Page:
• No encoding can support all basic text processes equally well. As a result, some trade-offs are necessary. For example, ASCII defines separate codes for uppercase and lowercase letters. This choice causes some text processes, such as rendering, to be carried out more easily, but other processes, such as comparison, to become more difficult. A different encoding design for English, such as caseshift control codes, would have the opposite effect. In designing a new encoding scheme for complex scripts, such trade-offs must be evaluated and decisions made explicitly, rather than unconsciously.

    For these reasons, design of the Unicode Standard is not specific to the design of particular basic text-processing algorithms. Instead, it provides an encoding that can be used with a wide variety of algorithms. In particular, sorting and string comparison algorithms cannot assume that the assignment of Unicode character code numbers provides an alphabetical ordering for lexicographic string comparison. Culturally expected sorting orders require arbitrarily complex sorting algorithms. The expected sort sequence for the same characters differs across languages; thus, in general, no single acceptable lexicographic ordering exists. (See Section 5.17, Sorting and Searching, for implementation guidelines.)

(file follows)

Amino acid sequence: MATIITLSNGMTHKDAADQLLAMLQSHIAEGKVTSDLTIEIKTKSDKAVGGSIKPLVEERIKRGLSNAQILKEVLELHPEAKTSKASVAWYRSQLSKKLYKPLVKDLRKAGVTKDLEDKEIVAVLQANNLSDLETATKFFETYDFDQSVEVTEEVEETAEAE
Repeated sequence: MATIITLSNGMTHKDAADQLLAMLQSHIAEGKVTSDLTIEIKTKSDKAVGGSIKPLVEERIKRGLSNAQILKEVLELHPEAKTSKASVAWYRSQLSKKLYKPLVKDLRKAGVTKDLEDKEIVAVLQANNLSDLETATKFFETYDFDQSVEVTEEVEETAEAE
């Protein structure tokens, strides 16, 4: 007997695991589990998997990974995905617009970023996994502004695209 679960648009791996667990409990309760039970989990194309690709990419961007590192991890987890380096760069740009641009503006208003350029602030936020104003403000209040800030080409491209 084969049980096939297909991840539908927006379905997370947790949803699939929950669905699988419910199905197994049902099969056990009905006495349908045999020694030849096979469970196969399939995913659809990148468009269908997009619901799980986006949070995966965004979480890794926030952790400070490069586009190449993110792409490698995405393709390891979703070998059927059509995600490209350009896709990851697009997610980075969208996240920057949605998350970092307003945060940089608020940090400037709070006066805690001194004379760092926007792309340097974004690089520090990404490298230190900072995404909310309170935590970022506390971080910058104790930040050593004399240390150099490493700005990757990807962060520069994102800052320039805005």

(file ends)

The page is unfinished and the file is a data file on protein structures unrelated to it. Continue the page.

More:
Text processes supporting many languages are often more complex than they are for English. The character encoding design of the Unicode Standard strives to minimize this additional complexity, enabling modern computer systems to interchange, render, and manipulate text in a user's own script and language-and possibly in other languages as well...

  • Meet the Author

    The Unicode Consortium is a non-profit organization founded to develop, extend, and promote use of the Unicode Standard. Members include companies and organizations that are the leaders in globalization technology. The Consortium is the source of unrivaled internationalization expertise.